In recent years anthropologists have begun to focus a significant amount of attention on the nature of identity construction. Cultural Anthropologist John Comaroff, for instance, distinguishes between two major identity forms, the totemic and the ethnic. Comoroff sees the former as an identity structured on the belief in a common ancestral origin, in a common ancestry traced to some animal or plant in the natural environment. Totemic identity structures, claims Comaroff, are less likely to demonise the others whom they mark themselves off against than is that other form of identity type Comaroff delineates, ethnic identity structures. Ethnic identity structures, like totemic, are grounded in ideologies of common ancestry. They are generally geographical in nature, tied to soil, and they are often biological in form, tied to blood. Ethnic identities are generally grounded in a distinction between "us" and "them", with the "them" oftentimes characterised in very negative almost demonic terms.
While Comoroff's distinction is very interesting and helpful it does not go far enough. Identity can be defined in a variety of ways, biologically, economically, politically, geographically, ideologically, culturally, ecologically, religiously, historically, and so on. In the modern West with its complex social and cultural formations, for instance, identity can even be defined in terms of all of these above simultaneously. From 8am to 5pm on weekdays we may define ourselves as an employee of Wal-Mart. From 10am to 10:05am on Election Day we may define ourselves in terms of ones political party. From 11am to 3pm on Sunday we may define ourselves as a devout ward going Mormon. In the first few weeks after an attack on our nation we may define ourselves as a patriotic lets respond to the attack citizen of the United States. If we are a student at the University of Utah we may define ourself as a "Ute" and mark ourself off against that evil "Cougar" other of BYU to our south. When with parents we may define ourselves in biological terms, as a daughter of the Demerest family. When trying to get into Harvard we may attempt to define ourselves in minority categories that have been constructed in the nation in which we live. Clearly, identity and thus community, which is built on the broad shoulders of identity, are very complex phenomena and require further systematic study. And it is certainly far more than just a behaviour. It is a culture and a complex of meanings.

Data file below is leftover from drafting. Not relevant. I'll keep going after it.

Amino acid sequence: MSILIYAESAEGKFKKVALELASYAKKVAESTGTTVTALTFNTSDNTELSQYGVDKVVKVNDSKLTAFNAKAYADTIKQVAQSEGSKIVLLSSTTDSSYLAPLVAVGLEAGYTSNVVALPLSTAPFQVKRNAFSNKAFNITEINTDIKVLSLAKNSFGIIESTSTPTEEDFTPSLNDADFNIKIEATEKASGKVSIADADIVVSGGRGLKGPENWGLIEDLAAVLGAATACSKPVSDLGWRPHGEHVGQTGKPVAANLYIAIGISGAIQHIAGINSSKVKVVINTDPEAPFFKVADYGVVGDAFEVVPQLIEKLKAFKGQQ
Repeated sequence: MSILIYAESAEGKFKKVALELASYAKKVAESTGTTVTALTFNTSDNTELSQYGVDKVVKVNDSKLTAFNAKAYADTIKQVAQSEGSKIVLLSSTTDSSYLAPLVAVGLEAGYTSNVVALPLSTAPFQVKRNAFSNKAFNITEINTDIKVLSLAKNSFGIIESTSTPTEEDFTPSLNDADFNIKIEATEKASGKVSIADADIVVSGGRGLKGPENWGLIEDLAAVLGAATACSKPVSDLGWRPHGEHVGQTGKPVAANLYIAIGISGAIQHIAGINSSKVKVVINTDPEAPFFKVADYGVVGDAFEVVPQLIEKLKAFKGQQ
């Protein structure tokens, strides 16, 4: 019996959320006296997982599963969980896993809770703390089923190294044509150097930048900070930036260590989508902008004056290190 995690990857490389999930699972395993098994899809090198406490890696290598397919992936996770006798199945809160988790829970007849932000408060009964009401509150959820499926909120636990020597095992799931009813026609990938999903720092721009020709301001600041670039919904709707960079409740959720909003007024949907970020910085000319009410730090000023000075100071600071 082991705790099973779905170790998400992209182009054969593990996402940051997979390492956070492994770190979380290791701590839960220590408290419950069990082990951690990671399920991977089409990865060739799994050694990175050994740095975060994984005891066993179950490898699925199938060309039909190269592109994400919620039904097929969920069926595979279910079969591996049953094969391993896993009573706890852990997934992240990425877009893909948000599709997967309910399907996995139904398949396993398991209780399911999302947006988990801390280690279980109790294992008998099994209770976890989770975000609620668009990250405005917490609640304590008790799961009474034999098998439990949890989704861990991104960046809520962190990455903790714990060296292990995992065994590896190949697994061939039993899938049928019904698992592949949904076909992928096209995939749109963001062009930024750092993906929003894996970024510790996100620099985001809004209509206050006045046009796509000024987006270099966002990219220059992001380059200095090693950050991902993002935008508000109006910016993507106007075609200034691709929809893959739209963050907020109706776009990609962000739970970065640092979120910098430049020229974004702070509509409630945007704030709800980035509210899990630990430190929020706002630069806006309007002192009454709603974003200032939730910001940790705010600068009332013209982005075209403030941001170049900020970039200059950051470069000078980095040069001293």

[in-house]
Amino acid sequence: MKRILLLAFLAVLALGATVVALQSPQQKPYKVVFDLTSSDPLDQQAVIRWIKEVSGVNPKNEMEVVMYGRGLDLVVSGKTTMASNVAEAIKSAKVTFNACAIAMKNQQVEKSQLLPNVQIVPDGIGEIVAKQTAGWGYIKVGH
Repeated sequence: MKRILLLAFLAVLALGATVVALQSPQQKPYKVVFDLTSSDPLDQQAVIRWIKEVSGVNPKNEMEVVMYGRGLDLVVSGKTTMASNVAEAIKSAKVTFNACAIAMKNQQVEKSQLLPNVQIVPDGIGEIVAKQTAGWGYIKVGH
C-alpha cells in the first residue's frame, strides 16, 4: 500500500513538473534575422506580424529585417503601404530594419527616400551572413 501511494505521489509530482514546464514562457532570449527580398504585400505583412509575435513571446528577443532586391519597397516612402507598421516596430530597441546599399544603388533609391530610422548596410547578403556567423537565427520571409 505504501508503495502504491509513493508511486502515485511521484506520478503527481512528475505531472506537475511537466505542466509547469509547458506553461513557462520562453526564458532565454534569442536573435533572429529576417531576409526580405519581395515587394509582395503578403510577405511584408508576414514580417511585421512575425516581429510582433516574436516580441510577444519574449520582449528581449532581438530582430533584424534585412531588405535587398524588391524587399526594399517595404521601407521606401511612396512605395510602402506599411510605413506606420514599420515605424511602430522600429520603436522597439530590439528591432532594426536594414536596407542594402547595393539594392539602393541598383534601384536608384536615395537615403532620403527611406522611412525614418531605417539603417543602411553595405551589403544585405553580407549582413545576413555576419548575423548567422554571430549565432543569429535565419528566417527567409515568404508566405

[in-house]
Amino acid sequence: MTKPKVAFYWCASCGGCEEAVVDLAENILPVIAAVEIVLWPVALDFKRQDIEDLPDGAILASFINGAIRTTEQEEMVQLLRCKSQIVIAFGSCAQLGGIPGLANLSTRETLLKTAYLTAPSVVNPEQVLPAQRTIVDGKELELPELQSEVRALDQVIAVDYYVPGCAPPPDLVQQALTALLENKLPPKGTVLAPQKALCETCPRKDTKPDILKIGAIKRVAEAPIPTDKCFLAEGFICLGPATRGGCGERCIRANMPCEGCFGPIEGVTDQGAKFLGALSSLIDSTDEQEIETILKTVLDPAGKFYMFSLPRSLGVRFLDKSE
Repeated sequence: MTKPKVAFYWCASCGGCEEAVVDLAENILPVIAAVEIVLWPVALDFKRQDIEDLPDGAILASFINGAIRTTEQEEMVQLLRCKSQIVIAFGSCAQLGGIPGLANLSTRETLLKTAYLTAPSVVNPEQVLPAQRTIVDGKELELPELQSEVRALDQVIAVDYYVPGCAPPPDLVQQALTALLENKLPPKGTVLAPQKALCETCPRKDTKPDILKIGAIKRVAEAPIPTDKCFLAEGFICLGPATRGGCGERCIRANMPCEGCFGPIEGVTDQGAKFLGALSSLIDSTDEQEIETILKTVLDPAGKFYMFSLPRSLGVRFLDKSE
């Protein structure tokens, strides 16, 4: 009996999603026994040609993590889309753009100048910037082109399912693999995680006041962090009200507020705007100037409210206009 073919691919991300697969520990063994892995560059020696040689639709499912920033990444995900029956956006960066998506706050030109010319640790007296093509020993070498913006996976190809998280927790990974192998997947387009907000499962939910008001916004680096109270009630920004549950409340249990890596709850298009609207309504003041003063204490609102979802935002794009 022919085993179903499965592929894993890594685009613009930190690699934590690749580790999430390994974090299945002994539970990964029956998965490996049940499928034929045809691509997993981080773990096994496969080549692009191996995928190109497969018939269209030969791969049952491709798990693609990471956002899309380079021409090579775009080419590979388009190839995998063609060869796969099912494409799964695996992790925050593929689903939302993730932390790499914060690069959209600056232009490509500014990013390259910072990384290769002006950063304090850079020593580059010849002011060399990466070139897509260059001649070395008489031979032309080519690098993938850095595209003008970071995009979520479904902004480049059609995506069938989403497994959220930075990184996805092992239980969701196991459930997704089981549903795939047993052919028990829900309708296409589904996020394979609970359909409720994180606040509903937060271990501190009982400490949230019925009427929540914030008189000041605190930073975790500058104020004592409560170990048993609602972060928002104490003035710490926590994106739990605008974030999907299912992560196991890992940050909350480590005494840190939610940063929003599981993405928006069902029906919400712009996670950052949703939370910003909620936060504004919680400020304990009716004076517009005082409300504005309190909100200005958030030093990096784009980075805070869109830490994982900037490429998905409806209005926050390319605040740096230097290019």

One last criticism of Bender's work, like many classic works in early American religious history, works which often place Puritans at the centre of their narrative tales--yet another unilinear academic tale--Bender place New Englanders and their communities in the very centre of his analysis. He asserts that the similarities between New England, the Middle Colonies, the Chesapeake, and the South were more significant than their differences. Even he has to admit that the differences were significant as well, however, particularly when he deals with the differences between the American North and the American South. Nevertheless, he asserts that the back country areas of the South were as locally oriented as the New England colonies and states. But the question remains whether they were locally oriented in the same way? Bender really does need to develop a cultural notion of community in addition to his behavioural notion for if he did he might see that the behavioural similarities are no less important than the cultural variations.
Thomas Bender, Community and Social Change (New Brunswick, NJ: Rutgers University Press, 1978)
John Comaroff, "Of Totemisn and Ethnicity: Consciousness, Practise, and the Signs of Inequality"; unpublished paper in possession of the author
Julian Steward, Evolution and Ecology: Essays on Social Transformation (Urbana: University of Illinois Press, 1978)
Julian Steward, Theory of Cultural Change: The Methodology of Multilinear Evolution (Urbana: University of Illinois Press, 1990)